Editor's Second Choice
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Editor's Second Choice

Local Translator is Tired of Translating "Soccer Mom" Blogs

by reporters Fran Grent & Quintonius

The job of the Translators is essential to the mission of the Wanderers' Library. If it is to be a repository of recorded speech for the populous to engage with and learn from, then these texts must be accessible to any patron who wishes to delve into them, regardless of their linguistic tendencies. However, oft debated amongst concerned Librarians and patrons alike is the idea that not every piece of literature need be translated or even shelved. Due to the nature of the Library, as you probably already know, there are a significant amount of works that many would consider "vapid," "space fillers," or even "Bookburner fodder." Despite this, Librarians have been hesitant to rid of even a single one of these texts.

The common argument is that "the Library is functionally endless; as long as there are works to be stored, there will be space." Others also argue that the concept of "useless" is nonexistent, that every piece, no matter what it is, has a meaning to at least one creature in existence. It would thus be against the Library's philosophy to rid of these books that do, in fact, have use. A Translator, who spoke up recently about their work life, disagrees with this sentiment. This Translator, who requested to stay anonymous, spoke with us about both their experience as a Translator and their grievances with their job, interspersed by drinks from a large black bottle they brought with them.

"Look, I get it. We're the arbiter of knowledge or whatever, but we really need to get our priorities straight. Some stuff just isn't worth translating," they told us. "At any point in time, each Translator has something like forty works that need to be translated sitting on their desk. The kicker is that maybe one out of every four hundred that you have to translate is actually worth something. Do you know what I was doing before this? I was translating the blog of a soccer mom into Somalian and Betelgeusian. Who's coming into the Library to find out how Sharon, mother of two, handled the chocolate milk spill in the backseat of her SUV? [Name removed to preserve anonymity] next to me? Poor thing was in the middle of translating a spiral notebook that was just the minutes of a kindergartners' treehouse club meeting. After [they're] finished with that, [they] have to translate a cookbook that's focused on 'classical slurry-and-cytosol-based diner eats,' whatever that is. [They'd] leave if [they] could, but apparently [they] spilled some orange juice on a copy of Pinkerton & Friends a few decades back so [they're] not liable to be given a pink slip for a while," the Translator said.

"What irks me about all of this is that it's a complete and utter waste of our talents. I could be translating the next big Duke Gathers essay into some ancient, eldritch dialect! Instead I'm stuck making sure the Inuit people will be able to read how to dress their kids properly for a hot summer. It's a waste! I didn't spend some unknowable amount of time learning countless languages by force just to be stuck at a dusty desk, translating these useless texts! I was meant to be sitting at a nice table, coffee in one appendage, quill in the other, basking in the soft ambiance while I translate the manifestos of cosmic revolutionaries!" The Translator followed this tirade with a hearty chug of the unknown liquor.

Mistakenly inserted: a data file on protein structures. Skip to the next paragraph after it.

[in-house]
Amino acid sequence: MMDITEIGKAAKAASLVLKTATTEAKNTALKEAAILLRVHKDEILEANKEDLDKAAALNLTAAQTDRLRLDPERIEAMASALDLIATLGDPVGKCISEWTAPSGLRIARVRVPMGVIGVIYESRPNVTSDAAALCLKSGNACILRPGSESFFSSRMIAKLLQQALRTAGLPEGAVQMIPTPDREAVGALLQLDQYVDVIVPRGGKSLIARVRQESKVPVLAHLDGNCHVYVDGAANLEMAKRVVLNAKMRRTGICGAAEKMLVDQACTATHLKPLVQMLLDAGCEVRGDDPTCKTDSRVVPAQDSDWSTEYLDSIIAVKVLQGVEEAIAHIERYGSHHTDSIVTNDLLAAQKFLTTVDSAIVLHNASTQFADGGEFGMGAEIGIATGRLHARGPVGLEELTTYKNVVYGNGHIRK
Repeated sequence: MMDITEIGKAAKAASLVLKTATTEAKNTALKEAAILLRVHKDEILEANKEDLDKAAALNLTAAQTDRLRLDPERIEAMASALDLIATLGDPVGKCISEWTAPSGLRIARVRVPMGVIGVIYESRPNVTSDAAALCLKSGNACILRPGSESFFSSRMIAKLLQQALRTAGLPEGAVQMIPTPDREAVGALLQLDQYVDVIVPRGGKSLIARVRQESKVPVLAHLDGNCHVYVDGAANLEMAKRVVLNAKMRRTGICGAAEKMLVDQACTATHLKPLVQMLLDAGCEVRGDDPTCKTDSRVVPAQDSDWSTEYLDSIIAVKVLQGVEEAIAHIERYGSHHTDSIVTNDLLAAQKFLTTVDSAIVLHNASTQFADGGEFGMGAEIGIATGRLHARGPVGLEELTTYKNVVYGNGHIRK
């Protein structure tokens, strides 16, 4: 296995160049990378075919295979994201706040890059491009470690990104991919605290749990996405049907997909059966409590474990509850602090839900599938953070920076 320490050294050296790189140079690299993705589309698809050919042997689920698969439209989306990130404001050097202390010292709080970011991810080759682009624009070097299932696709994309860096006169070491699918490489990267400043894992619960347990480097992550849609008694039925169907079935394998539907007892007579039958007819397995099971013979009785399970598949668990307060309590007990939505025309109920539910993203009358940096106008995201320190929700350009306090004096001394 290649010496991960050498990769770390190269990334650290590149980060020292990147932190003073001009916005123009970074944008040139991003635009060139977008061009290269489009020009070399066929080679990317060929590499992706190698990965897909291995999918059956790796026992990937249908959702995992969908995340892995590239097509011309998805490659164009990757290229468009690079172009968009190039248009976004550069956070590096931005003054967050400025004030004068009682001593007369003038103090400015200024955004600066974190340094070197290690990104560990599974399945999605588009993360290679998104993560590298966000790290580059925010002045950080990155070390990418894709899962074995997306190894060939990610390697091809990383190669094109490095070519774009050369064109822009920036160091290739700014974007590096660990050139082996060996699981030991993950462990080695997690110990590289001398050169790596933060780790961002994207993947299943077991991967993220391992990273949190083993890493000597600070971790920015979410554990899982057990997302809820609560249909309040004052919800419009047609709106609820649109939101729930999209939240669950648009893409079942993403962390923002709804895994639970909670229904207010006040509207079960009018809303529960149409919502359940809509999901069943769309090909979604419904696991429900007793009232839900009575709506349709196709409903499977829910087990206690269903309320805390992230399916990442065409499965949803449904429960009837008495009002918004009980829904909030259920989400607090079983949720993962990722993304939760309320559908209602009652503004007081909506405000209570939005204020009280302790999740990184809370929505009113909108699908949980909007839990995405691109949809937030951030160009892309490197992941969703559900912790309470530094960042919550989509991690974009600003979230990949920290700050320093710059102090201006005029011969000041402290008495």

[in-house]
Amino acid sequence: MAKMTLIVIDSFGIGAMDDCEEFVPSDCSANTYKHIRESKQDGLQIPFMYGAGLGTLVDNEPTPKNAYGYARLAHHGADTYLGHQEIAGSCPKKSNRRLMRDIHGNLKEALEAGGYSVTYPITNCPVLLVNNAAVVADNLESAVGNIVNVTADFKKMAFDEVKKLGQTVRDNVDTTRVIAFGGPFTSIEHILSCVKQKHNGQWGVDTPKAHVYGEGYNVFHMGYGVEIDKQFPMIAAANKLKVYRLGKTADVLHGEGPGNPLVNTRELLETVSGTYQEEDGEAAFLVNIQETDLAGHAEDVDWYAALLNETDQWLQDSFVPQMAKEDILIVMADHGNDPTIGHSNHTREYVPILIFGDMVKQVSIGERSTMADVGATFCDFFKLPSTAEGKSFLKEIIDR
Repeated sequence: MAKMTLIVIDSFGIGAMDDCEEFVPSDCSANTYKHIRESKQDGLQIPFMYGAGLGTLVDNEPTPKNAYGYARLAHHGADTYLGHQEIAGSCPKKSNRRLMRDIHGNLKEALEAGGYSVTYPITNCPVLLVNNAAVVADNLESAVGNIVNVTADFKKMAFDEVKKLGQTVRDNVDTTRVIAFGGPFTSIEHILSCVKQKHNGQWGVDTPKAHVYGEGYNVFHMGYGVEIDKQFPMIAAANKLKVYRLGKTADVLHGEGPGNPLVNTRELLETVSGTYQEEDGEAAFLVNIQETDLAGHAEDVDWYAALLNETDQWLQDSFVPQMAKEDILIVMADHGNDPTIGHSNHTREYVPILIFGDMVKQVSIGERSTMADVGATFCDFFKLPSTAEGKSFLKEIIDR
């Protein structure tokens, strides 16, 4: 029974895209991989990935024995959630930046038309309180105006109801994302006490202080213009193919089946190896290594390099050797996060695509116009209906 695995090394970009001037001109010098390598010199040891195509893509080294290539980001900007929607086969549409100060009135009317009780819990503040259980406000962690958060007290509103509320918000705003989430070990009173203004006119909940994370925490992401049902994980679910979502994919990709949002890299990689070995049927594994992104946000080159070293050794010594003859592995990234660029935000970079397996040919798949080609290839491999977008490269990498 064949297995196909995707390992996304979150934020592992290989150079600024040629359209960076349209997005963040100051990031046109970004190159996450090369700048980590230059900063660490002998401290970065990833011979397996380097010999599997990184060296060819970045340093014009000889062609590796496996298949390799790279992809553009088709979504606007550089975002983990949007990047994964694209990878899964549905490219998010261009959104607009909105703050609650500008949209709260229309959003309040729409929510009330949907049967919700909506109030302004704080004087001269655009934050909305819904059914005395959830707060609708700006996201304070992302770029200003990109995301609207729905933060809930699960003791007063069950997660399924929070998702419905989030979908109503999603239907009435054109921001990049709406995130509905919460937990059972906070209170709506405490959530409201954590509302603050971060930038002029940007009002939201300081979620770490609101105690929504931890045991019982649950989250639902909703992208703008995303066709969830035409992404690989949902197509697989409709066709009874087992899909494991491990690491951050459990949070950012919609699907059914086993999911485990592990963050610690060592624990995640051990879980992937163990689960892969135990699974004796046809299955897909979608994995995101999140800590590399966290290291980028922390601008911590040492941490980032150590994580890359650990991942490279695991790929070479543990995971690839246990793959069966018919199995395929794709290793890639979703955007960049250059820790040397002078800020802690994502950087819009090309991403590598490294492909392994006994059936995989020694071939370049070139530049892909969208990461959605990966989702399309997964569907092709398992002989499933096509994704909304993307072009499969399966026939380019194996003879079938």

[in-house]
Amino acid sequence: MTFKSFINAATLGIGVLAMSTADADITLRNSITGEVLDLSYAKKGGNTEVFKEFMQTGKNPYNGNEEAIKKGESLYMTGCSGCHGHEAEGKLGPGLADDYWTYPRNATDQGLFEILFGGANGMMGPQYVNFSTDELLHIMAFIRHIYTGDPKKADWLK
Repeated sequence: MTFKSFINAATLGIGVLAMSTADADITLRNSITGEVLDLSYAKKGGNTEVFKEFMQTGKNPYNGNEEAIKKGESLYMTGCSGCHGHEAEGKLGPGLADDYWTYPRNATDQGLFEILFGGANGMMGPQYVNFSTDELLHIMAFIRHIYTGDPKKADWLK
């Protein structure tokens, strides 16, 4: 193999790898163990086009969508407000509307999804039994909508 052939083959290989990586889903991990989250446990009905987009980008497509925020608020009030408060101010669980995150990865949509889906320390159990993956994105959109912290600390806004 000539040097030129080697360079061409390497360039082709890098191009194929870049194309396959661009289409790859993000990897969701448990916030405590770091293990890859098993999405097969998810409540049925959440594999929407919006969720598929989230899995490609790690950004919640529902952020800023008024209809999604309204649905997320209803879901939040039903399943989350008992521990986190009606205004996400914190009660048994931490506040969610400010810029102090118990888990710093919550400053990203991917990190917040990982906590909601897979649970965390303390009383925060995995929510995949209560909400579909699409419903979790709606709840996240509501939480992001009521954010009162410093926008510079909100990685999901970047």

"I know I didn't exactly choose this line of work, it kind of chose me, but I'll be damned if there aren't weeks where I go to my twenty-minute break feeling real unfulfilled. At the end of the day, all anyone wants is to be a part of something bigger than themselves. Is that too much to ask?" The Translator then left the table, presumably to return to their work, leaving their drink behind. According to reporter Quintonius, it smelled of ink and absinthe.

Extremist Group Pushes to Replace Ways with Highways

by reporters Yul "Krill" Brent & Swey Houler

Recently, the group known as "The Serpent's Forearm" have risen to prominence again. Described by a patron of the Library as, "the extremists for extremists," this group looks to "do what The Serpent's Hand are too afraid to do." The group boasts a strong member count of eight, all very passionate about their mission. After disappearing for thirty-eight years following a failed attempt to infiltrate the supposed basement of the Library, the group has begun a new campaign: replace the current Ways with what they refer to as "Highways."

Wishing to know more, we managed to catch Samuel Whae, the leader and founder of The Serpent's Forearm, eating lunch and asked him some questions about his proposed "Highways." Our first question was, of course, "what is a Highway?"

"Well, the way we have been handling Ways is atrocious," Samuel told us. "We had a get-together and asked other members of the Forearm to weigh in on the Way debacle. The main issue is that they're way too damn restrictive. There's no feasible way the average Joe has enough leeway in their bank account to allow them to purchase hundreds of VHS tapes of Way of the Dragon. So we sought to find a way where we could make Ways way more accessible. The best way? By creating a Way that was simple and free of some esoteric way of opening it.

"You remember all of those times where you had to wait in line to use a Way? It's always an extremely frustrating experience, and the only way to combat this is to go out of your way to some back-road Way which can become so much more of a problem if you didn't prepare anything you need for the Knock. I remember one time where I was forced to go to a Way that was over forty minutes away from my usual Way due to a traffic jam. My detour was further lengthened after I found out I needed a cup of whey to perform the Knock and had to stop at a Safeway to get some. Truly one of the most inconvenient days I've had in a good while and what inspired the concept of a Highway.